How did we survive?

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I came across an article written by the late John Weinthal, Automania’s Editor at Large a few years ago, where he described ‘road racing’ in 1963, in Brisbane, Australia. This prompted nostalgia, a nasty disease at times!

When I look back at my motoring career, the first thought that comes into my head is “How did I survive?” In this world of ABS, airbags and microprocessors that measure everything from how often you change gear, to how hard you stomp on the brake pedal, and all in the name of safety, are these things necessary, or were we (you and I if you are over 50 years of age) just lucky?

On reflection, I have to say that I think it is the latter. We were just lucky.

In the article I mentioned, he reflected upon a time when we pitted a 1949 MG TC against a Mk X Jaguar. I hasten to add that this was a long time ago (about 45 years, I estimate). The combatants were John Weinthal in the 1963 Jaguar Mk X and myself in the 1949 MG TC.

Here we were in 1963, coming from a party where several rum and cokes were consumed (by John, I hasten to add – I was on beer), and would we have been over the 0.05 limit (which was brought in many years later)? If I am honest, then I think we would have been, though we were certainly not clinically falling-down drunk.

The road out to the Queensland University was subject to the city speed limit of 30 mph in those pre-metric days (50 km/h), and to get 1,900 kg of a Mk X to drift requires a little more speed than 50 km/h. And drift it did indeed. So here we were, over the (today’s) limit of 0.05, over the (then) speed limit of 30 mph, and now living to tell the tale. How did we do it?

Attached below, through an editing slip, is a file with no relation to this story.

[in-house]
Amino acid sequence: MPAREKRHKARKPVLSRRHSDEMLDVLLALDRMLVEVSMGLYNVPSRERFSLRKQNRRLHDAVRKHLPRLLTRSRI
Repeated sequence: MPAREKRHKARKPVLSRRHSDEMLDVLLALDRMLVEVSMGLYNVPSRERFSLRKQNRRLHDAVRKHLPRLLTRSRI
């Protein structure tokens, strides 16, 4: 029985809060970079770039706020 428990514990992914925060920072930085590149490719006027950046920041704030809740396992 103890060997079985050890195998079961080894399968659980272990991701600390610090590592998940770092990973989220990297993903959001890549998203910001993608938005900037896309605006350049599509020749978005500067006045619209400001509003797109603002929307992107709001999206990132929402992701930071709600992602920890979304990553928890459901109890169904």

The first thing is that there were not so many cars on the road, and at 11 p.m. even less. The police did not have breathalyzers and speed guns to easily trap the unsuspecting motorist, and since there were so few cars at such a late hour, they were happily watching TV in their respective police stations.

The cars we drove were certainly nowhere near as safe as the cars of today. Would an MG TC pass an ENCAP test and come out with a five star rating? With a 25 year old wood framed body on a simple ladder frame chassis, there would have been no stars for the MG.

But what about the Mk X? Undoubtedly stronger and safer than the MG TC, but it had no airbags. In fact, I doubt if it even had seat belts. However, John did not get to crash test the Mk X under these extremes (and with test cars, especially not).

On the other hand, I did get to crash test the MG TC some time later. I survived. It did not. There was more than a modicum of luck involved. We were certainly “just lucky” in more ways than one.

With cars that now have more computing power than we had when we put astronauts on the moon, which can second guess our next moves and even over-ride our pressure on the brake pedal if it “sees” a looming problem that we haven’t, can detect if we have strayed from the lane we are traveling in, and if all else fails, deploy a minimum of six air-bags.

No, the “luck” factor is very definitely not as important as it used to be – as long as we use all the safety features that modern technology provides for us.